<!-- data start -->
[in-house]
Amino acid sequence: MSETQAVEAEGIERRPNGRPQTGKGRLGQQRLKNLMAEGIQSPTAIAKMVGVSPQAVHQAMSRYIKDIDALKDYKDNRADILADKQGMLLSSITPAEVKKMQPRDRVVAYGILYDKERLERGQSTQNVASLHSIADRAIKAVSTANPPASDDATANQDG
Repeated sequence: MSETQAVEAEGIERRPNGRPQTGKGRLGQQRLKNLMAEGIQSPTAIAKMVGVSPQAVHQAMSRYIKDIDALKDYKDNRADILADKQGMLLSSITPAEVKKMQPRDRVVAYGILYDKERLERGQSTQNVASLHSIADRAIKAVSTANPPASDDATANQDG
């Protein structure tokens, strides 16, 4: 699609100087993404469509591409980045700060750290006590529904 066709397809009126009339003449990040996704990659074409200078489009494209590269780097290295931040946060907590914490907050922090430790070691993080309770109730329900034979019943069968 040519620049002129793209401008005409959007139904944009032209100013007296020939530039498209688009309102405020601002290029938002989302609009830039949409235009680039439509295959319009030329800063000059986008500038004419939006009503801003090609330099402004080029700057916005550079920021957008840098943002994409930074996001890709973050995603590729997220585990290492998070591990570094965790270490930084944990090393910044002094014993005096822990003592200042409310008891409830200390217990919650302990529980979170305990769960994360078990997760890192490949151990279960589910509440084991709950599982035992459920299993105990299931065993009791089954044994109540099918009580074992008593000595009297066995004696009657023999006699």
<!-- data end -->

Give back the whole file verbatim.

[in-house]
Amino acid sequence: MSETQAVEAEGIERRPNGRPQTGKGRLGQQRLKNLMAEGIQSPTAIAKMVGVSPQAVHQAMSRYIKDIDALKDYKDNRADILADKQGMLLSSITPAEVKKMQPRDRVVAYGILYDKERLERGQSTQNVASLHSIADRAIKAVSTANPPASDDATANQDG
Repeated sequence: MSETQAVEAEGIERRPNGRPQTGKGRLGQQRLKNLMAEGIQSPTAIAKMVGVSPQAVHQAMSRYIKDIDALKDYKDNRADILADKQGMLLSSITPAEVKKMQPRDRVVAYGILYDKERLERGQSTQNVASLHSIADRAIKAVSTANPPASDDATANQDG
């Protein structure tokens, strides 16, 4: 699609100087993404469509591409980045700060750290006590529904 066709397809009126009339003449990040996704990659074409200078489009494209590269780097290295931040946060907590914490907050922090430790070691993080309770109730329900034979019943069968 040519620049002129793209401008005409959007139904944009032209100013007296020939530039498209688009309102405020601002290029938002989302609009830039949409235009680039439509295959319009030329800063000059986008500038004419939006009503801003090609330099402004080029700057916005550079920021957008840098943002994409930074996001890709973050995603590729997220585990290492998070591990570094965790270490930084944990090393910044002094014993005096822990003592200042409310008891409830200390217990919650302990529980979170305990769960994360078990997760890192490949151990279960589910509440084991709950599982035992459920299993105990299931065993009791089954044994109540099918009580074992008593000595009297066995004696009657023999006699």